Africa's largest and most profitable airline, Ethiopian Airlines (IATA: ET), last week announced how it plans to weather out the storm brought about by the COVID-19 pandemic.
According to Ethiopian newspaper The Reporter, the airline's executive management led by Group CEO Tewolde Gebremariam laid out a business strategy meant to adjust to a loss of revenue between January and April 2020, amounting to US$550 million. Comparatively, the airline posted an operating revenue of 114.6 billion birr (US$3.9 billion) for the fiscal year 2018 - 2019, even amid the unfortunate events surrounding the infamous crash of ET302 in March 2019.
Mr. Gebremariam acknowledged the financial, operational, and commercial crisis brought about by the global pandemic, which has necessitated the carrier to ground around 90% of its fleet, for which it takes pride in being the youngest and most modern in Africa. In entirety, the fleet is composed of 12 cargo aircraft and 110 passenger aircraft. This is representative of the scaling down of operations that the carrier has had to do, as only 14 domestic flights are operated daily down from 350, and from 127 passenger and cargo destinations to a mere 19 during this period.
The Group CEO also added that as a result of the significantly reduced passenger flight demand, the airline had turned to its cargo, aircraft repair and maintenance, and hotel operations (at the newly opened Ethiopian Skylight Hotel) in a bid to keep generating revenue.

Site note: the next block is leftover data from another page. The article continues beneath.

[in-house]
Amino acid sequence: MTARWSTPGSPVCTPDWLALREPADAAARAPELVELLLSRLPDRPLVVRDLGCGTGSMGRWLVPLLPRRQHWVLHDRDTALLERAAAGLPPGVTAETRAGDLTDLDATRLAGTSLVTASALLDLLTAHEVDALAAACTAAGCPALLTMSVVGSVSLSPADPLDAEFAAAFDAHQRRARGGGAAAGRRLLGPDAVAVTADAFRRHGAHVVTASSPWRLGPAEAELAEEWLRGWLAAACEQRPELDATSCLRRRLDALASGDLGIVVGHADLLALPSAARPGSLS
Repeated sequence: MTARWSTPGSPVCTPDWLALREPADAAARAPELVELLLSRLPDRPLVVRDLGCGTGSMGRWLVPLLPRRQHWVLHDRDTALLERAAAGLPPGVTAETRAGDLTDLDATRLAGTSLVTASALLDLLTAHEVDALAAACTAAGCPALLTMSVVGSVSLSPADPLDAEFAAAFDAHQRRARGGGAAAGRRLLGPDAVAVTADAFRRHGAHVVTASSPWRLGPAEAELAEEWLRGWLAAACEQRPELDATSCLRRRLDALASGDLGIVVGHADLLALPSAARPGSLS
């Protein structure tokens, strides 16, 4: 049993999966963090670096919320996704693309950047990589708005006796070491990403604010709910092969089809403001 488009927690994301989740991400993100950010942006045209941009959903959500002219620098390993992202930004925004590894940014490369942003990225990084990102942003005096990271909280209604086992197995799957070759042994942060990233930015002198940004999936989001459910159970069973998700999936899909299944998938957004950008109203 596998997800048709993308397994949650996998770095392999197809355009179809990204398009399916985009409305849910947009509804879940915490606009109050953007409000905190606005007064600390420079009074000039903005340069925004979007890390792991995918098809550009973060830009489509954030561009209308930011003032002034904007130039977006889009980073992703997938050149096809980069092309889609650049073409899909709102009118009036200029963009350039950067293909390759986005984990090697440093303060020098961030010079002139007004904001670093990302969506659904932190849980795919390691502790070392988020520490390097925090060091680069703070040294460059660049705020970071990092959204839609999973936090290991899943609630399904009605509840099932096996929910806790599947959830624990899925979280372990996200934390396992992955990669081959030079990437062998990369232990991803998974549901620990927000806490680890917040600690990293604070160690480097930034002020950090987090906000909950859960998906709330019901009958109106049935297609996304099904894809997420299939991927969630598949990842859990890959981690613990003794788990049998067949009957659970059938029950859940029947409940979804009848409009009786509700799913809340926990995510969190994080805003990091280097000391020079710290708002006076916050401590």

Mr. Gebremariam said: “We are now focusing on cargo operation. Cargo business is relatively doing well because medical supplies are urgently required all over the world. So cargo airplanes are busy. We are also trying to convert some of our passenger plane to cargo. At the moment we have a cabin loading but gradually we are going to remove passenger seats and use them for cargo to make sure that we survive global economic crisis and emerge stronger."
Notably, the airline was late-last month involved in the disbursement of medical equipment, courtesy of the Jack Ma Foundation, to member states of the African Union. The consignment, which totalled 1.1 million testing kits, 6 million masks, and 60,000 protective suits for healthcare workers were ferried from Guangzhou to the carrier's base in Addis Ababa, and later transported to 54 African states by the same airline. Ethiopian has also been involved in ferrying medical equipment from China to Europe, and has also undertaken repatriation flights across the globe.
The carrier also revealed that it has no plans to lay off employees, whether local or foreign., urging the public to ignore the fake news reported by some media agencies concerning an impending move to lay-off workers. However, it has placed half of its 17,000 employees on paid leave in a bid to abide by social distancing regulations at the workplace.
Additionally, and unlike other African carriers, Mr. Gebremariam expressed that the carrier would not be seeking government aid at this time, as the carrier is trying to mitigate the situation internally to the best of its ability, This move serves as a testament to the carrier's strong financial position, which it hopes to maintain throughout this period.